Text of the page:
JoHyun Kim and Debra Bragg investigated the effect of dual and articulated credit on college readiness and retention in community colleges. The study was well grounded conceptually in the literature and influenced by the work of Astin in the development of the theoretical framework. The research was based on the Input-Environment-Outcome (I-E-O) model that is comprised of three major components: Input variables, environment variables, and outcome variables. The central research question posited was: Are dual credit hours and articulated credit hours earned significant predictors of students’ placement in remedial courses and college level credit hours earned, controlling for student gender, high school percentile rank, Tech Prep participation, and high school course-taking? The study’s theory, findings, and implications are especially significant for practice with the contemporary emphasis on dual and articulated credit between high schools and community colleges.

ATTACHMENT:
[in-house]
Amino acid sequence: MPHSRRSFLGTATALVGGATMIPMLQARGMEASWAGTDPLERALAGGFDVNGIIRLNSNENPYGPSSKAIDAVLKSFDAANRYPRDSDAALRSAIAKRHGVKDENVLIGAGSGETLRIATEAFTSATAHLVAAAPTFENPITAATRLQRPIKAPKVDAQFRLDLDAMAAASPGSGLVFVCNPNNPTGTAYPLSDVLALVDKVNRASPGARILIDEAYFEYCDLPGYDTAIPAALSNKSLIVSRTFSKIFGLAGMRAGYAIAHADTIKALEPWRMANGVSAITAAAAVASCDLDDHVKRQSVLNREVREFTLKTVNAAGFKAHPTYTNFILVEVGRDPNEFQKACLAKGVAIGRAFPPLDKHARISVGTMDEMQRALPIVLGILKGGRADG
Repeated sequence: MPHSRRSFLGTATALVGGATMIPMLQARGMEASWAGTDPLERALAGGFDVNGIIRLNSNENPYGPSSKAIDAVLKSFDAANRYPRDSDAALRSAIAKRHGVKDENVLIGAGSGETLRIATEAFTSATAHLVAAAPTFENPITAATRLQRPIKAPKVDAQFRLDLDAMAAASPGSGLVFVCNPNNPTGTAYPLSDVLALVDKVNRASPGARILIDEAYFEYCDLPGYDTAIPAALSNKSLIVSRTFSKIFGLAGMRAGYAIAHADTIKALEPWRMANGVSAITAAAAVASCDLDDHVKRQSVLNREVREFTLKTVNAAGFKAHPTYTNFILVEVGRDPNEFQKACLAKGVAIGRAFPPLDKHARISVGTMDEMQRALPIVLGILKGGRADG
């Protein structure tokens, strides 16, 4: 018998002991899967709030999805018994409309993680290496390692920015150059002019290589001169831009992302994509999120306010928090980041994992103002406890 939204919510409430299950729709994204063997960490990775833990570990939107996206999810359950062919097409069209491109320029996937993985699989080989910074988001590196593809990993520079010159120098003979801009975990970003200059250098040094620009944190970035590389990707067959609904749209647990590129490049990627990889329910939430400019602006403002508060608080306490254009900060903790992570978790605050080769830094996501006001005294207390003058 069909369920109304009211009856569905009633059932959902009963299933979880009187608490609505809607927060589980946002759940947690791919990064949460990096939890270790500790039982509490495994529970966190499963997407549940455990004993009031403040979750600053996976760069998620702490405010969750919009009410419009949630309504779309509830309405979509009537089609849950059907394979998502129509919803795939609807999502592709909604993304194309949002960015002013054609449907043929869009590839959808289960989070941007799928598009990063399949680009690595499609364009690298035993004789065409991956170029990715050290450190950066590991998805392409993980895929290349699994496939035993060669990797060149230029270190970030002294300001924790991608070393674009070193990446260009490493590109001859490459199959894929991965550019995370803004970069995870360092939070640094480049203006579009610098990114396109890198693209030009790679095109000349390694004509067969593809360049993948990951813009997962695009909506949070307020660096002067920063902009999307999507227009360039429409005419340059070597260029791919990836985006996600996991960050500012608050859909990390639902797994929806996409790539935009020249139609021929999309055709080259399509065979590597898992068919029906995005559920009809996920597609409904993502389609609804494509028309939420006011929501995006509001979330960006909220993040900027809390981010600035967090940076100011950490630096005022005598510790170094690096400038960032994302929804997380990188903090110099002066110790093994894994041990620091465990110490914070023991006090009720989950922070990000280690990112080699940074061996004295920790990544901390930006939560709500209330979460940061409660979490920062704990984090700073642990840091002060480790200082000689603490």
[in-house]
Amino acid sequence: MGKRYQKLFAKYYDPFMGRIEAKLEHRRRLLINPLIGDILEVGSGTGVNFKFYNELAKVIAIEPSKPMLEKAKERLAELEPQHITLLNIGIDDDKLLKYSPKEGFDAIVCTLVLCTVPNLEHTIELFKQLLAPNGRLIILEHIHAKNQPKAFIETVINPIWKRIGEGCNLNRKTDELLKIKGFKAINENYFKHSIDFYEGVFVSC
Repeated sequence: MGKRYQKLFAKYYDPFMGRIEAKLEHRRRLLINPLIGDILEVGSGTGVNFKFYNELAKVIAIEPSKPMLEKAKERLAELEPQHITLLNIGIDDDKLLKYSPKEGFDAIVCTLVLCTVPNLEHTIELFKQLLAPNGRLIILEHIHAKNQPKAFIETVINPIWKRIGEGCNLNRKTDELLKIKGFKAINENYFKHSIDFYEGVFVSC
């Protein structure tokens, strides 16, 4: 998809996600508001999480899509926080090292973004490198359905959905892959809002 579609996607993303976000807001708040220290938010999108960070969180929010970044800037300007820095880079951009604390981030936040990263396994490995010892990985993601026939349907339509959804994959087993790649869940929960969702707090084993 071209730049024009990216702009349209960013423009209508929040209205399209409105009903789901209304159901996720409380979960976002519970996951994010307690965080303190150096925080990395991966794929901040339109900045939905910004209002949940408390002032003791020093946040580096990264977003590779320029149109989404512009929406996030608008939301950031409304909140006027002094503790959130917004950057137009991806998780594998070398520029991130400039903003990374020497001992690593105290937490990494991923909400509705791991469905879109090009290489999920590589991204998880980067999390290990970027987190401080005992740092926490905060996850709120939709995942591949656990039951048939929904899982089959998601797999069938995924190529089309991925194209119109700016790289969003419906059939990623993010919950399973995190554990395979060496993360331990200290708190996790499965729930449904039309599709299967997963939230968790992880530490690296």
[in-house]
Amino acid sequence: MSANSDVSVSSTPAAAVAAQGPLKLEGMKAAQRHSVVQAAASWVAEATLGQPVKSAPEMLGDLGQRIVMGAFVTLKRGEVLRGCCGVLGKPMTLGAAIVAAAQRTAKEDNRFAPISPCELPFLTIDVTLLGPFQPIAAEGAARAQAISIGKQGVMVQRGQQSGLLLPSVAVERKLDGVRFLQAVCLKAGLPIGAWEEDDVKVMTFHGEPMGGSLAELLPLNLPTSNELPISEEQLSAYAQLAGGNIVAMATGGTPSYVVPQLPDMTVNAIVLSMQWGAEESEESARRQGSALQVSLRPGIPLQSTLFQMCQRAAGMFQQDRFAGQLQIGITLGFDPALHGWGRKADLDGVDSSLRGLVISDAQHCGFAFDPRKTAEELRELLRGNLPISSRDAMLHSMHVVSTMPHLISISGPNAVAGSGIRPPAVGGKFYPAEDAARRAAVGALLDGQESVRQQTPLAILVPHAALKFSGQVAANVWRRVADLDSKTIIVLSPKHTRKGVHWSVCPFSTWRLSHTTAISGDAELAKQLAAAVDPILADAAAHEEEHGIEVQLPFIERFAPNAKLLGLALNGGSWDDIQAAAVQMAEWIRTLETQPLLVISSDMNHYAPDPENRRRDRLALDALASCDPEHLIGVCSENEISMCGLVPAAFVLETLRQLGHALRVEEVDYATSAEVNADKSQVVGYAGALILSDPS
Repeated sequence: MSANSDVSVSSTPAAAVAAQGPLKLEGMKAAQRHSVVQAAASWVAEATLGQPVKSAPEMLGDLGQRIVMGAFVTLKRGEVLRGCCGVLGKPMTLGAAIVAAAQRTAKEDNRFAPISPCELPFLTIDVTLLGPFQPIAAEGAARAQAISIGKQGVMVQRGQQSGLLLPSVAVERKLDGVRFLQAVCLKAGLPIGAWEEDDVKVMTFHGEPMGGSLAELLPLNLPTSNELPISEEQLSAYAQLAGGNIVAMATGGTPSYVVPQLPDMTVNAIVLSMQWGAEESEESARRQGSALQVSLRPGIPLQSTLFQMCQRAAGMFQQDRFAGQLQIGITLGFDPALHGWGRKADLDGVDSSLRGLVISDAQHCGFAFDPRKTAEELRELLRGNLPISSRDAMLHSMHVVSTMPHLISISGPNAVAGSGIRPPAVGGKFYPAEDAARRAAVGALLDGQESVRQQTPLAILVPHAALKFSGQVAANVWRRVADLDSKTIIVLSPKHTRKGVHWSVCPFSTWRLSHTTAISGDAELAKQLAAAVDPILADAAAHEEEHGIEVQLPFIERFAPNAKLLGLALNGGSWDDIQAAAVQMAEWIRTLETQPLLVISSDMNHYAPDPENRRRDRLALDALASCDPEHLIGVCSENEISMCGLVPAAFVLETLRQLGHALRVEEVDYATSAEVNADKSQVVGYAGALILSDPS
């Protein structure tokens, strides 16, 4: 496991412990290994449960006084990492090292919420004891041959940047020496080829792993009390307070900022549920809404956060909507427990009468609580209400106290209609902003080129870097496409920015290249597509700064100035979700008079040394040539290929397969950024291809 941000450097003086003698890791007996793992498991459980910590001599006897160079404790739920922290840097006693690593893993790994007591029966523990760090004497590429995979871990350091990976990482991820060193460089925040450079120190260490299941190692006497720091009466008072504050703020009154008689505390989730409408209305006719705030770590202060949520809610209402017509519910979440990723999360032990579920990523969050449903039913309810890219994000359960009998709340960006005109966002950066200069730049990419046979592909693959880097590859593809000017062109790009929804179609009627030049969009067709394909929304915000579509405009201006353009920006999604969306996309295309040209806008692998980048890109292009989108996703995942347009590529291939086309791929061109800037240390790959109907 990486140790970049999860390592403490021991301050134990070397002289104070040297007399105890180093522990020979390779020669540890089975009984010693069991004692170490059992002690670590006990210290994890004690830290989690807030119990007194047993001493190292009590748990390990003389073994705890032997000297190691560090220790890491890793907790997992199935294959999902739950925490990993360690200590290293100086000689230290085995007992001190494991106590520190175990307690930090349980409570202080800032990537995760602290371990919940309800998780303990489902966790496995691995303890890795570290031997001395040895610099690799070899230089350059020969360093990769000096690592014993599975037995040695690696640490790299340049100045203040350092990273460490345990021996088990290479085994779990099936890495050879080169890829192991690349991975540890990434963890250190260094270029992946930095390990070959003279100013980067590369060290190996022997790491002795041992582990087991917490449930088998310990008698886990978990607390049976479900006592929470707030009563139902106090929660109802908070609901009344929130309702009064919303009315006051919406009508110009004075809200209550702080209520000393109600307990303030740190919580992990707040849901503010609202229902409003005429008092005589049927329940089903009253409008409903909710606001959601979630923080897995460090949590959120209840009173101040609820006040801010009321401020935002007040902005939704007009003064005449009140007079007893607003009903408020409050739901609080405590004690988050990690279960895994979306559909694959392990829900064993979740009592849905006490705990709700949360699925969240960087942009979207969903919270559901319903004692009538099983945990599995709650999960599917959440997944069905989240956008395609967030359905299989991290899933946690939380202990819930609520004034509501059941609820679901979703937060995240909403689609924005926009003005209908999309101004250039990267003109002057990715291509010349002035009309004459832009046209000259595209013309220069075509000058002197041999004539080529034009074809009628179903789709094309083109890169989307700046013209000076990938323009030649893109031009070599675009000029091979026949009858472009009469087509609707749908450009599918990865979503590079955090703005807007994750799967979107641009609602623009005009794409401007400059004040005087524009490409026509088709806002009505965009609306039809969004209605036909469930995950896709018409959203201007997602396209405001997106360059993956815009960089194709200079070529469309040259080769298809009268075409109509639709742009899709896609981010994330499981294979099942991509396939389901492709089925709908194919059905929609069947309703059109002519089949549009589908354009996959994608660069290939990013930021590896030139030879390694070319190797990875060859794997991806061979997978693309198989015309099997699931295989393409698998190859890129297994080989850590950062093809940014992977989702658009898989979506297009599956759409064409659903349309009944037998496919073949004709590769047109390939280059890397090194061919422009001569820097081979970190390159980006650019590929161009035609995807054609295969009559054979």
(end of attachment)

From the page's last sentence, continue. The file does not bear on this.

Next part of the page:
In summary, Issue 2 focuses on enhancing the capacity for conducting CTE research and an emerging national research agenda, gender and mentoring relationalships, the efficacy of state and national skills standards, and dual and articulated credit associated with college readiness and retention. These diverse but complementary research problems present a foundation for thinking about and identifying alternative solutions, expanding the theoretical knowledge base, and improving practice in the field. Accordingly, the studies presented in Issue 2 have succeeded in contributing to CTE in these ways.